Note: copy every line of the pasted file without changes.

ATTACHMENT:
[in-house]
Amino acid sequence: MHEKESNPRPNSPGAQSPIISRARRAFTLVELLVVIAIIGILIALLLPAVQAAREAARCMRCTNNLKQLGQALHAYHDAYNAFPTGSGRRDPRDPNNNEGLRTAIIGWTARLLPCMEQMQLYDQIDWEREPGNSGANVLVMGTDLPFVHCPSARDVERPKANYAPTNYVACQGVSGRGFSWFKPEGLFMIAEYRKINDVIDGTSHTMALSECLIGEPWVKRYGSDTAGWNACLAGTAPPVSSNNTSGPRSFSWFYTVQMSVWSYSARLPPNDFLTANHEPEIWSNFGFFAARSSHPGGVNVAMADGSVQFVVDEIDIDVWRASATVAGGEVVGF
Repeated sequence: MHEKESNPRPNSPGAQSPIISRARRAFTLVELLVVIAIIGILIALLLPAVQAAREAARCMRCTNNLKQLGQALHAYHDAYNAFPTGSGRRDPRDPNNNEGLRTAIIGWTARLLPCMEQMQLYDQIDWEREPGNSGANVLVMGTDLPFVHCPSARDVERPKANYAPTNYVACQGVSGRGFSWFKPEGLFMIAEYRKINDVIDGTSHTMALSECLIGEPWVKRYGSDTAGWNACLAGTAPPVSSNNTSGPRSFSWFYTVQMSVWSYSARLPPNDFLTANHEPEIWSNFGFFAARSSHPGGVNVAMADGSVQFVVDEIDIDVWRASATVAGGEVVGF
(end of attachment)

[in-house]
Amino acid sequence: MHEKESNPRPNSPGAQSPIISRARRAFTLVELLVVIAIIGILIALLLPAVQAAREAARCMRCTNNLKQLGQALHAYHDAYNAFPTGSGRRDPRDPNNNEGLRTAIIGWTARLLPCMEQMQLYDQIDWEREPGNSGANVLVMGTDLPFVHCPSARDVERPKANYAPTNYVACQGVSGRGFSWFKPEGLFMIAEYRKINDVIDGTSHTMALSECLIGEPWVKRYGSDTAGWNACLAGTAPPVSSNNTSGPRSFSWFYTVQMSVWSYSARLPPNDFLTANHEPEIWSNFGFFAARSSHPGGVNVAMADGSVQFVVDEIDIDVWRASATVAGGEVVGF
Repeated sequence: MHEKESNPRPNSPGAQSPIISRARRAFTLVELLVVIAIIGILIALLLPAVQAAREAARCMRCTNNLKQLGQALHAYHDAYNAFPTGSGRRDPRDPNNNEGLRTAIIGWTARLLPCMEQMQLYDQIDWEREPGNSGANVLVMGTDLPFVHCPSARDVERPKANYAPTNYVACQGVSGRGFSWFKPEGLFMIAEYRKINDVIDGTSHTMALSECLIGEPWVKRYGSDTAGWNACLAGTAPPVSSNNTSGPRSFSWFYTVQMSVWSYSARLPPNDFLTANHEPEIWSNFGFFAARSSHPGGVNVAMADGSVQFVVDEIDIDVWRASATVAGGEVVGF